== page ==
Already facing heat over accusations he deliberately underreported COVID-19 deaths in nursing homes, Cuomo referred himself for investigation on Monday over sexual misconduct allegations by two former aides.
Hours later, Anna Ruch, 33, told the New York Times that she met Cuomo at a wedding in September 2019.
During the reception, he put his hand on her bare lower back – which she pushed away – and asked if he could kiss her.
‘I was so confused and shocked and embarrassed,’ Ruch, who did not work for Cuomo, told the Times. ‘I turned my head away and didn’t have words in that moment.’
The newspaper published a photo showing the governor holding a visibly uncomfortable Ruch by the cheeks.
Anna Ruch, now 33, met Andrew Cuomo at her friends’ wedding in September 2019. He was photographed cupping her face
Ruch worked in the Obama White House before switching to join the Biden 2020 campaign team
Democrats and Republicans have joined Cuomo’s accusers and anti-harassment campaigners in calling for the three-term governor to quit.
The scandal engulfing Cuomo illustrates how allegations of sexual harassment gain traction in the #MeToo era.
Sam Abrams, a political science professor at Sarah Lawrence College, told AFP the third accuser ‘makes it much harder’ for Cuomo to stay around.
‘He is a fighter and will clear his name if it’s believed to be a misunderstanding,’ Abrams said.
‘But if he loses the support of the party, and that is happening, he has no future or fourth term.’
Cuomo enjoyed national adoration last spring with his straight-talking yet empathetic virus briefings that contrasted sharply with then-president Donald Trump’s dismissive approach to the pandemic.
He won an Emmy for the broadcasts, and wrote a book about leadership.
Some Democrats even urged him to run for the White House, but now his stock has never been lower.
Ruch’s testimony came just days after former aide Charlotte Bennett told the New York Times that he sexually harassed her last year.
Letitia James, pictured,the state attorney general, will oversee an investigation into allegations of sexual harassment
Charlotte Bennett (left), 25, accused Cuomo of sexually harassing her during the height of the COVID-19 pandemic in his Albany office, including quizzing her about dating older men. Lindsey Boylan (right) accused him of attempting to kiss her on the mouth in 2018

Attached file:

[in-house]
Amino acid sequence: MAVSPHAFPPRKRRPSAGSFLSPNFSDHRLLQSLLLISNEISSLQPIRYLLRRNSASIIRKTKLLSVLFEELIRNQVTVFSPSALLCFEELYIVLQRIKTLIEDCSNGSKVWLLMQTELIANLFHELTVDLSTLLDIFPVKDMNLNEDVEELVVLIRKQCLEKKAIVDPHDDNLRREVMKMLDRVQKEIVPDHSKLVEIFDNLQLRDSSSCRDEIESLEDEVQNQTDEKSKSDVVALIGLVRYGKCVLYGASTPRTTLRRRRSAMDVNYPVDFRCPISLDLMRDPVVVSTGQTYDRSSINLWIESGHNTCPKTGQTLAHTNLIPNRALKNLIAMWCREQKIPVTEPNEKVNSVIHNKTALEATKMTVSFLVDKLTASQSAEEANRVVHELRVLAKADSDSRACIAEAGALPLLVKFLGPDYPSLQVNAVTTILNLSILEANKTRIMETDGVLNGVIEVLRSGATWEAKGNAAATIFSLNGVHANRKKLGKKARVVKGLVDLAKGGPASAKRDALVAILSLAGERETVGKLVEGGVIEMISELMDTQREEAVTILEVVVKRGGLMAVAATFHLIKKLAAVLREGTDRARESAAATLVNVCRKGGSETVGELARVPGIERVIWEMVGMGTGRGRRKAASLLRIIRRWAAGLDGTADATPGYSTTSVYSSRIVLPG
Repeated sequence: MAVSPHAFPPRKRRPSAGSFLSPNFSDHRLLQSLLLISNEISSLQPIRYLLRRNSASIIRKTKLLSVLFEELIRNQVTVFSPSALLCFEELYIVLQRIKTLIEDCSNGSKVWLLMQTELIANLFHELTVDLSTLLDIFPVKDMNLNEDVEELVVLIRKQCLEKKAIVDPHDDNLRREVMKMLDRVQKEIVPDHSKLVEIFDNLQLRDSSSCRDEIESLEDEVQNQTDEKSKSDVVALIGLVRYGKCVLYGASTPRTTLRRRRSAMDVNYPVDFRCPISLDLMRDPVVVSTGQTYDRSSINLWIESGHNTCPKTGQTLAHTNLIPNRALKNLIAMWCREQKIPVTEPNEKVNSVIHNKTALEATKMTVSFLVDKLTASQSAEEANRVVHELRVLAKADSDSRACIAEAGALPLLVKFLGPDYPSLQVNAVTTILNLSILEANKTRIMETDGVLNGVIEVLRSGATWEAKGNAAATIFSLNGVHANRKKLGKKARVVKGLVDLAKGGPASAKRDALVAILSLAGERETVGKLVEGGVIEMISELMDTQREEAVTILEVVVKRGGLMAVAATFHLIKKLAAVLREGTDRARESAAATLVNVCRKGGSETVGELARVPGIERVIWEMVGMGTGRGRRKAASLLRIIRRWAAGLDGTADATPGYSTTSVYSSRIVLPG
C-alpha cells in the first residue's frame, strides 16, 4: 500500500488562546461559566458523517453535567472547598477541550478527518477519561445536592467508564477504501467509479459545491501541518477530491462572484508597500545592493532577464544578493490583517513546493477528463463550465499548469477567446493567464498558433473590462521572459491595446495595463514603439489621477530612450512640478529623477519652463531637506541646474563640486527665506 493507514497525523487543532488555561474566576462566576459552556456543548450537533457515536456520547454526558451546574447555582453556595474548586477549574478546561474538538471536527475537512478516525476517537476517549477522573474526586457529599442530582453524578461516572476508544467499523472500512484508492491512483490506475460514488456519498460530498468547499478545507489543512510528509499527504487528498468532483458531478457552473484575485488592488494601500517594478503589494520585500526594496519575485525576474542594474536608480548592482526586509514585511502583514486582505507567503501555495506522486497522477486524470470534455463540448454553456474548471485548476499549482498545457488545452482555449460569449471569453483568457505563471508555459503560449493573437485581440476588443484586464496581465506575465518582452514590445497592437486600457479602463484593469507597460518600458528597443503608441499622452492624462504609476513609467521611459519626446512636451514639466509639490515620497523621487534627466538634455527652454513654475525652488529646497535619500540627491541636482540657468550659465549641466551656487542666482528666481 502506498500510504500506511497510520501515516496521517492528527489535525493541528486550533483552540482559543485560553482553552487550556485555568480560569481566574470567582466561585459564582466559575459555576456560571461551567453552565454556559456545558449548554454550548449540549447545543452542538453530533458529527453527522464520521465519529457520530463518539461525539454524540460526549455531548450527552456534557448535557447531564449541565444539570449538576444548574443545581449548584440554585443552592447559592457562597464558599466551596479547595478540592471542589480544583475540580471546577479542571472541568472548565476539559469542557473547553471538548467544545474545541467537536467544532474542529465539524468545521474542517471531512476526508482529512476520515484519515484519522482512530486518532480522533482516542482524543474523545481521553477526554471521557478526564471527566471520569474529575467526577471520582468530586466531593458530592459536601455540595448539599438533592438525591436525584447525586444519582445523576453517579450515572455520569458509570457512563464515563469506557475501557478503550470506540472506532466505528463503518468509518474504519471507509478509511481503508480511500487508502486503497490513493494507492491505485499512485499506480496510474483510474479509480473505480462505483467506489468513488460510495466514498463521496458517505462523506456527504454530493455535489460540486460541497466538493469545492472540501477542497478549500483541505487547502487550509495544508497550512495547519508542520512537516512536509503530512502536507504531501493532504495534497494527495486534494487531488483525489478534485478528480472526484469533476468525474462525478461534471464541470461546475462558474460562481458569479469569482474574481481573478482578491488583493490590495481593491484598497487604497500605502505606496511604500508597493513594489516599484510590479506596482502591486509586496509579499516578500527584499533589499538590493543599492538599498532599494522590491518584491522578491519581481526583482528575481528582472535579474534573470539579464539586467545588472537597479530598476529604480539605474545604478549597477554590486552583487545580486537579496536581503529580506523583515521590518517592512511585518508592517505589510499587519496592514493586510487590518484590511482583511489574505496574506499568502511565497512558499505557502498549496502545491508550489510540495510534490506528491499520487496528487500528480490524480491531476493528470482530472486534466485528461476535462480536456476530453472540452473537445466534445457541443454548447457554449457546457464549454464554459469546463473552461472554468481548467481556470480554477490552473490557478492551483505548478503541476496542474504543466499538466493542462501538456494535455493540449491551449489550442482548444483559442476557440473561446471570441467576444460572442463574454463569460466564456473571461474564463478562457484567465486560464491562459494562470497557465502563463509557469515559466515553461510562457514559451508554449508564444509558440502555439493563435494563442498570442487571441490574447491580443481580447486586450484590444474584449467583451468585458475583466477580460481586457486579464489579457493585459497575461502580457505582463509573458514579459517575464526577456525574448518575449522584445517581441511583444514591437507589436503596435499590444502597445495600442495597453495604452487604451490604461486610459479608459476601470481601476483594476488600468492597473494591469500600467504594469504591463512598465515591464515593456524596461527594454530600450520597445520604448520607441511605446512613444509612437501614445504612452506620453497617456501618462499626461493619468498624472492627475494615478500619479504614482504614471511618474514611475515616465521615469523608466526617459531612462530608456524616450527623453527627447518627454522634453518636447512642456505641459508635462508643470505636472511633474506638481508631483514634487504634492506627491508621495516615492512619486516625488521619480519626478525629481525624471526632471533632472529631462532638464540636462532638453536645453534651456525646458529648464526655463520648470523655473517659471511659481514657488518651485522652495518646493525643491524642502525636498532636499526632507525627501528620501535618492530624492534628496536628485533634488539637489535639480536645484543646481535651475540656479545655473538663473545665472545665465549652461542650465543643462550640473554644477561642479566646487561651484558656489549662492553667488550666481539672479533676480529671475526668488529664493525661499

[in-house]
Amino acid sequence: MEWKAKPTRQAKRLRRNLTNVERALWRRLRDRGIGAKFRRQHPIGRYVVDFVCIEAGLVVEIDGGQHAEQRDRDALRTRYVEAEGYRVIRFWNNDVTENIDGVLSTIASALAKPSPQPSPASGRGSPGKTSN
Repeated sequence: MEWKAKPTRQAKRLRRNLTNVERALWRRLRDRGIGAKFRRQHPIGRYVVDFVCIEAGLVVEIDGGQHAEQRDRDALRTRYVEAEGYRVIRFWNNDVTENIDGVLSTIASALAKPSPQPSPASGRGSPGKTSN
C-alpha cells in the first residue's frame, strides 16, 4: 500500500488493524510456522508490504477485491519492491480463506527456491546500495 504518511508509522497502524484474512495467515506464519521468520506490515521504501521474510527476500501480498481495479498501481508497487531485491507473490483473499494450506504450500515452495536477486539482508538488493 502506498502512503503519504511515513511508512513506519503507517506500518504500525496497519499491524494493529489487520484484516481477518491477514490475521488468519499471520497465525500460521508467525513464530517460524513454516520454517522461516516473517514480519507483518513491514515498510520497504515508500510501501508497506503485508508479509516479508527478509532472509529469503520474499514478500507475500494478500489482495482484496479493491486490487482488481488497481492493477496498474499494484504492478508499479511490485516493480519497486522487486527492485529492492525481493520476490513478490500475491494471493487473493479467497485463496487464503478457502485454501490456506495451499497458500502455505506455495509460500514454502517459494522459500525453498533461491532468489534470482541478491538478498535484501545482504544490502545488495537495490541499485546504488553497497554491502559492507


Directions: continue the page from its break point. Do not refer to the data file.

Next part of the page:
Bennett, 25, said that Cuomo told her in June that he was open to dating women in their 20s, and asked her if she thought age made a difference in romantic relationships, the Times said.
While Cuomo never tried to touch her, ‘I understood that the governor wanted to sleep with me, and felt horribly uncomfortable and scared,’ she said.
Another ex-aide, Lindsey Boylan, described unwanted physical contact from Cuomo when she worked for his administration, from 2015 to 2018.
Boylan, 36, alleged that the governor had given her an unsolicited kiss on the lips, suggested that they play strip poker and went ‘out of his way to touch me on my lower back, arms and legs.’
Cuomo said Sunday he was ‘truly sorry’ if his conduct had ever been ‘misinterpreted as an unwanted flirtation.’ He denied ever inappropriately touching or propositioning anyone.
Cuomo, loathed by many on the left-wing of the Democratic Party, was slammed for the wording of his apology.
He bowed to pressure for an independent probe into the misconduct claims, which will be led by New York Attorney General Letitia James.
The findings will be disclosed in a public report that may not be released for months.
Cuomo has led New York for ten years and is widely believed to covet a fourth term when his current one ends in 2022, to surpass his father Mario Cuomo, who served for three terms.
With detractors unlikely to be able to muster enough votes to impeach Cuomo in the state legislature, experts say his future may hang on the outcome of the investigation.
‘If it’s really bad for him, then he either resigns or gets impeached,’ said Columbia University politics expert Lincoln Mitchell.